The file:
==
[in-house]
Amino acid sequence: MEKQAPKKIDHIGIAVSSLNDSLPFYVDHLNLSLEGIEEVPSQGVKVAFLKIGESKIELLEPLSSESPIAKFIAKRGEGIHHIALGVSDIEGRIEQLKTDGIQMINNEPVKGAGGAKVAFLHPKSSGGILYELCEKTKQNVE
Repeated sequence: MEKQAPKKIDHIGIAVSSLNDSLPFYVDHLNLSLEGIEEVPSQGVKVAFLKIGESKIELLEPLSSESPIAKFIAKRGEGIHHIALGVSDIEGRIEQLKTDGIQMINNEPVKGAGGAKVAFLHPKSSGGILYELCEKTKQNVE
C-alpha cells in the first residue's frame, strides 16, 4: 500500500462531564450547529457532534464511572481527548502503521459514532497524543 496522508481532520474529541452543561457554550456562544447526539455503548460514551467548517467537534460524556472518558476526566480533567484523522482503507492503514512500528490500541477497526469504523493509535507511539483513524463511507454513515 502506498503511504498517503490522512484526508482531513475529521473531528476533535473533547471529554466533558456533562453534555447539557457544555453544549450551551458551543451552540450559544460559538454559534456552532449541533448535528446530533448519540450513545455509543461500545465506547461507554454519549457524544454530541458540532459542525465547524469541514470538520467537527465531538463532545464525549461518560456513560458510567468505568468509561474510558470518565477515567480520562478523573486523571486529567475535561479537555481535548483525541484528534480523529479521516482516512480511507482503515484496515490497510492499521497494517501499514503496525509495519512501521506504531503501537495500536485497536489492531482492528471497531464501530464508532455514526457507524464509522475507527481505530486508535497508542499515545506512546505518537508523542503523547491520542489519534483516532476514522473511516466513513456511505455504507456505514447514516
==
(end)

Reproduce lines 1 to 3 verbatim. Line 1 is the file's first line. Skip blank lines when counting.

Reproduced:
[in-house]
Amino acid sequence: MEKQAPKKIDHIGIAVSSLNDSLPFYVDHLNLSLEGIEEVPSQGVKVAFLKIGESKIELLEPLSSESPIAKFIAKRGEGIHHIALGVSDIEGRIEQLKTDGIQMINNEPVKGAGGAKVAFLHPKSSGGILYELCEKTKQNVE
Repeated sequence: MEKQAPKKIDHIGIAVSSLNDSLPFYVDHLNLSLEGIEEVPSQGVKVAFLKIGESKIELLEPLSSESPIAKFIAKRGEGIHHIALGVSDIEGRIEQLKTDGIQMINNEPVKGAGGAKVAFLHPKSSGGILYELCEKTKQNVE